This research project examines the effect of incorporation in stimulating small business investment. We start by examining the extent to which businesses incorporate in response to the tax gains available from doing so. To do this, we explore a 2006 UK tax reform that lowered the tax gain to incorporation for companies with relatively low levels of profit, and identify the change in the number of new incorporations at different profit levels. Using confidential corporation tax return data from the HRMC Datalab, we find evidence of substantial tax-motivated incorporation: we find that a one percentage point reduction in the tax gain reduced the number of new incorporations by 4.5 percent. Second, we examine the impact of incorporation on investment, via the access of small companies to external finance, by analysing their response to changes in tax liabilities generated by tax reform. We find that, on average, a £1 reduction in the post-tax internal funds of newlyincorporated firms would reduce their investment by 90 pence, consistent with them facing severe financial constraints. However, this impact on investment gradually diminishes after incorporation, consistent with incorporation improving access to external finance.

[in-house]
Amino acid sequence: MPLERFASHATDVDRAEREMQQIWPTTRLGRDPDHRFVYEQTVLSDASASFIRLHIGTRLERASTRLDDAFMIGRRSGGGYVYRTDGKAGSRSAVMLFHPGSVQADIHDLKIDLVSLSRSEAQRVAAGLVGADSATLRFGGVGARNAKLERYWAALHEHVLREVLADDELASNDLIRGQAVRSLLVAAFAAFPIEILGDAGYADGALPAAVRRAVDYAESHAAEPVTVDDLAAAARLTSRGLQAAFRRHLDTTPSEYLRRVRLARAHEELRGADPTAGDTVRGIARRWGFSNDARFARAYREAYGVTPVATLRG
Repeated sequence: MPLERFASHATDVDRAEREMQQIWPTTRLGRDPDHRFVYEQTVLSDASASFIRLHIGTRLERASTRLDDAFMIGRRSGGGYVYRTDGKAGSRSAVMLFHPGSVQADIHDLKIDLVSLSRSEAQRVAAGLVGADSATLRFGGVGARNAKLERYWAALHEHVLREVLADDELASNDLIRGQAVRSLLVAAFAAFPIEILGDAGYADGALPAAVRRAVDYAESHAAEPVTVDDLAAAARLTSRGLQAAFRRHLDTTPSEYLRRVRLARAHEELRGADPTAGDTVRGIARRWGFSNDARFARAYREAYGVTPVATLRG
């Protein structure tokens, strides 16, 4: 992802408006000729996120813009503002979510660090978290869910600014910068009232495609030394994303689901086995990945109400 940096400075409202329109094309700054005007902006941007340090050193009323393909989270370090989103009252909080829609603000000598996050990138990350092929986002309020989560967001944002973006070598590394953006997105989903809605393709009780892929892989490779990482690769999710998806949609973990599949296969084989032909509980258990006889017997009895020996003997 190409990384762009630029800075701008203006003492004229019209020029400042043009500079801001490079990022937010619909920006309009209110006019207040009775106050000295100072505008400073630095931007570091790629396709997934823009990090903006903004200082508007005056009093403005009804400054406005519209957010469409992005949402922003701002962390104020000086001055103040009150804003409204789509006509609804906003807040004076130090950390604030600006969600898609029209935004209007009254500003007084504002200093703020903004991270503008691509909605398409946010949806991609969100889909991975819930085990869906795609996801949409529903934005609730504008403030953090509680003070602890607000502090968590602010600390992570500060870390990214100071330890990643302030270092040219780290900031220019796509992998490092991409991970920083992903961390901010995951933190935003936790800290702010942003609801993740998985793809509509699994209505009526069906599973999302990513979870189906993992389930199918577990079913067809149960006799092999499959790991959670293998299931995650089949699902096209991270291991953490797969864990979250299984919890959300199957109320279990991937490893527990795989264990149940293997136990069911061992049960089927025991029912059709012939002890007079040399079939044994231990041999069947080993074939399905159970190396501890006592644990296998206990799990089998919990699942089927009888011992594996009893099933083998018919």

Michael P. Devereux and Li Liu. CBT Working Paper 16/07